Vector Packet Processing 101: VPP Plugins & Binary API

In the first part of our new series, we will be building our first VPP platform plug-in, using basic examples. We will start with a first-dive into plugin creation and finish with introducing VAPI into this configuration.

If you do not know what VPP is, please visit our introductory post regarding VPP and why you should consider using it.

Table of contents:

  • How to write a new VPP Plugin
    • 1. Preparing your new VPP plugin
    • 2. Building & running your new plugin
  • How to create new API messages
  • How to call the binary API
    • Additional C/C++ Examples

How to write a new VPP Plugin

The principle of VPP is, that you can plugin a new graph node, adapt it to your networks purposes and run it right off the bat. Including a new plugin does not mean, you need to change your core-code with each new addition. Plugins can be either included in the processing graph, or they can be built outside the source tree and become an individual component in your build.

Furthermore, this separation of plugins makes crashes a matter of a simple process restart, which does not require your whole build to be restarted because of one plugin failure.

1. Preparing your new VPP plugin

The easiest way how to create a new plugin that integrates with VPP, is to reuse the sample code at “src/examples/sample-plugin”. The sample code implements a trivial “macswap” algorithm that demonstrates the plugins run-time integration with the VPP graph hierarchy, API and CLI.

  • To create a new plugin based on the sample plugin, copy and rename the sample plugin directory

cp -r src/examples/sample-plugin/sample src/plugins/newplugin

#replace 'sample' with 'newplugin'. as always, take extra care with sed!
cd src/plugins/newplugin
fgrep -il "SAMPLE" * | xargs sed -i.bak 's/SAMPLE/NEWPLUGIN/g'
fgrep -il "sample" * | xargs sed -i.bak 's/sample/newplugin/g'
rm *.bak*
rename 's/sample/newplugin/g' *

There are the are following files:

    • node.c – implements functionality of this graph node (swap source and destination address) -update according to your requirements.
    • newplugin.api – defines plugin’s API, see below
    • newplugin.c, newplugin_test.c – implements plugin functionality, API handlers, etc.
  • Update CMakeLists.txt in newplugin directory to reflect your requirements:




  COMPONENT vpp-plugin-newplugin
  • Update sample.c to hook your plugin into the VPP graph properly:
VNET_FEATURE_INIT (newplugin, static) = 
 .arc_name = "device-input",
 .node_name = "newplugin",
 .runs_before = VNET_FEATURES ("ethernet-input"),
  • Update newplugin.api to define your API requests/replies. For more details see “API message creation” below.
  • Update node.c to do required actions on input frames, such as handling incoming packets and more

2. Building & running your new plugin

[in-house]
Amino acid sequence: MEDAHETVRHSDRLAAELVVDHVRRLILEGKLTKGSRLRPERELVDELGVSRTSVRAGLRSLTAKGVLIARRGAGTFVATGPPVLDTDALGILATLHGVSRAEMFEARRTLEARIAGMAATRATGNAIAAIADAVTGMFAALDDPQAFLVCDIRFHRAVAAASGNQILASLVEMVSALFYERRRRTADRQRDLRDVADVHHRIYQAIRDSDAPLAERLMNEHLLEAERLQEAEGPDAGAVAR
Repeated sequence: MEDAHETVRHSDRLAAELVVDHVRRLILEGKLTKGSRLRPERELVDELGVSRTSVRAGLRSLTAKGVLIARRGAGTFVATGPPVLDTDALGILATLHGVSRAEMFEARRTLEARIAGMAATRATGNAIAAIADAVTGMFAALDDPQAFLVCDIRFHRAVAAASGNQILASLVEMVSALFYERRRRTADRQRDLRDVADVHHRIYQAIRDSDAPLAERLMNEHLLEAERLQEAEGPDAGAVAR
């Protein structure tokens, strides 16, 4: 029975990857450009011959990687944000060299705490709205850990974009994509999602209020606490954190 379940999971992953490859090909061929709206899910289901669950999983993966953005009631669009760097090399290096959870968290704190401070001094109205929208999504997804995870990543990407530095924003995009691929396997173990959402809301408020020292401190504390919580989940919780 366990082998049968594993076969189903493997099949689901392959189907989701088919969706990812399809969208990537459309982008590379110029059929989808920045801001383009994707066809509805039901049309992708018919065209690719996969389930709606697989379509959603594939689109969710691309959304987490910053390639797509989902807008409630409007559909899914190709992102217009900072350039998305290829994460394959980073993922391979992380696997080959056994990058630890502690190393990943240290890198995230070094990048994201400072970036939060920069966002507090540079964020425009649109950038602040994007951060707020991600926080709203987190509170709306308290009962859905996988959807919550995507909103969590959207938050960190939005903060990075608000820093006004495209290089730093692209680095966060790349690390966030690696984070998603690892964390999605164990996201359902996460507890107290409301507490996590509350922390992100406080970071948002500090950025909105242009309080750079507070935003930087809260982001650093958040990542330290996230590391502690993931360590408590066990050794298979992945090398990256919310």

• Build vpp and your plugin. New plugins will be built and integrated automatically, based on the CMakeLists.txt
make rebuild
  • (Optional) Build & install vpp packages for your platform
make pkg-deb
cd build-root
sudo dpkg -i *.deb
  • The binary-api header files you can include later are located in build-root/build-vpp_debug-native/vpp/vpp-api/vapi
    •  If vpp is installed, they are located in /usr/include/vapi
  • Run vpp and check whether your plugin is loaded (newplugin has to be loaded and listed using the show plugin CLI command)
make run
load_one_plugin:189: Loaded plugin: (Network Address Translation)
load_one_plugin:189: Loaded plugin: (Sample VPP Plugin)
load_one_plugin:189: Loaded plugin: (network delay simulator plugin)
DBGvpp# show plugins
 Plugin Version Description
 1. 19.01-rc0~144-g0c2319f Inbound OAM
 x. 1.0 Sample VPP Plugin

How to create new API messages

API messages are defined in *.api files – see src/vnet/devices/af_packet.api, src/vnet/ip/ip.api, etc. These API files are used to generate corresponding message handlers. There are two types of API messages – non-blocking and blocking. These messages are used to communicate with the VPP Engine to configure and modify data path processing.

Non-blocking messages use one request and one reply message. Message replies can be auto-generated, or defined manually. Each request contains two mandatory fields – “client-index” and “context“, and each reply message contains mandatory fields – “context” and “retval“.

  • API message with auto-generated reply

autoreply define ip_table_add_del
 u32 client_index;
 u32 context;
 u32 table_id;
  • API message with manually defined reply
define ip_neighbor_add_del
 u32 client_index;
 u32 context;
 u32 sw_if_index;
define ip_neighbor_add_del_reply
 u32 context;
 i32 retval;
 u32 stats_index;

Blocking messages use one request and series of replies defined in *.api file. Each request contains two mandatory fields – “client-index” and “context“, and each reply message contains mandatory field – “context“.